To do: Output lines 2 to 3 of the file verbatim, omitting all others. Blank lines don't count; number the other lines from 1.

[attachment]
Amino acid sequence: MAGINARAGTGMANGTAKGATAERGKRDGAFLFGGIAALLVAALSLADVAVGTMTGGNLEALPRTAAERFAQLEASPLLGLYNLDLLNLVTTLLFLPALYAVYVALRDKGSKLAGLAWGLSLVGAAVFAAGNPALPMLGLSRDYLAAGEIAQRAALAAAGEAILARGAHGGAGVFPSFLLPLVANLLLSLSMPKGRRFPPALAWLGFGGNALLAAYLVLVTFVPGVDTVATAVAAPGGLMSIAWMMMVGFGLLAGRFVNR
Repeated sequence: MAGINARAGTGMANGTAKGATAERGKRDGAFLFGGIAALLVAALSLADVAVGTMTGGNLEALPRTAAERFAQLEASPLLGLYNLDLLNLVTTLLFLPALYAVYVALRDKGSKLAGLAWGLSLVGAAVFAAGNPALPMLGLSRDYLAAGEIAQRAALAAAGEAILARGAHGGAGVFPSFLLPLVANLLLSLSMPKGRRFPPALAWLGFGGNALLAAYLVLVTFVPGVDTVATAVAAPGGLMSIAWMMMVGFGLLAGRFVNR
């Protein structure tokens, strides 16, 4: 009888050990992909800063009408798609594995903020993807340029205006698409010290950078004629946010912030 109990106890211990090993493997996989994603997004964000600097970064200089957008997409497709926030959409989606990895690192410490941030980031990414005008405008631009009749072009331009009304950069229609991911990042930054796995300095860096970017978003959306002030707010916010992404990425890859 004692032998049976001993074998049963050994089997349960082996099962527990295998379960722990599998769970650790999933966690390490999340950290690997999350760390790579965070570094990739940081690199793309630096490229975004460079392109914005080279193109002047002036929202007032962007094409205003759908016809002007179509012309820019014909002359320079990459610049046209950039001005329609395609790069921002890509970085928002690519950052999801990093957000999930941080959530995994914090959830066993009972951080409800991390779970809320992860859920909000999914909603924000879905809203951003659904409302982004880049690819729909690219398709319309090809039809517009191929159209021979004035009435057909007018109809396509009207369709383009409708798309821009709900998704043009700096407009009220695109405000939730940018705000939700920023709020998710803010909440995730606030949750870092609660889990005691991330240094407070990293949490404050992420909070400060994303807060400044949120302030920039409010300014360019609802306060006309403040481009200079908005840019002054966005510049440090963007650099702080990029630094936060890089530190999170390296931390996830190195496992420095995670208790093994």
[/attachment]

Repeated sequence: MAGINARAGTGMANGTAKGATAERGKRDGAFLFGGIAALLVAALSLADVAVGTMTGGNLEALPRTAAERFAQLEASPLLGLYNLDLLNLVTTLLFLPALYAVYVALRDKGSKLAGLAWGLSLVGAAVFAAGNPALPMLGLSRDYLAAGEIAQRAALAAAGEAILARGAHGGAGVFPSFLLPLVANLLLSLSMPKGRRFPPALAWLGFGGNALLAAYLVLVTFVPGVDTVATAVAAPGGLMSIAWMMMVGFGLLAGRFVNR
């Protein structure tokens, strides 16, 4: 009888050990992909800063009408798609594995903020993807340029205006698409010290950078004629946010912030 109990106890211990090993493997996989994603997004964000600097970064200089957008997409497709926030959409989606990895690192410490941030980031990414005008405008631009009749072009331009009304950069229609991911990042930054796995300095860096970017978003959306002030707010916010992404990425890859 004692032998049976001993074998049963050994089997349960082996099962527990295998379960722990599998769970650790999933966690390490999340950290690997999350760390790579965070570094990739940081690199793309630096490229975004460079392109914005080279193109002047002036929202007032962007094409205003759908016809002007179509012309820019014909002359320079990459610049046209950039001005329609395609790069921002890509970085928002690519950052999801990093957000999930941080959530995994914090959830066993009972951080409800991390779970809320992860859920909000999914909603924000879905809203951003659904409302982004880049690819729909690219398709319309090809039809517009191929159209021979004035009435057909007018109809396509009207369709383009409708798309821009709900998704043009700096407009009220695109405000939730940018705000939700920023709020998710803010909440995730606030949750870092609660889990005691991330240094407070990293949490404050992420909070400060994303807060400044949120302030920039409010300014360019609802306060006309403040481009200079908005840019002054966005510049440090963007650099702080990029630094936060890089530190999170390296931390996830190195496992420095995670208790093994």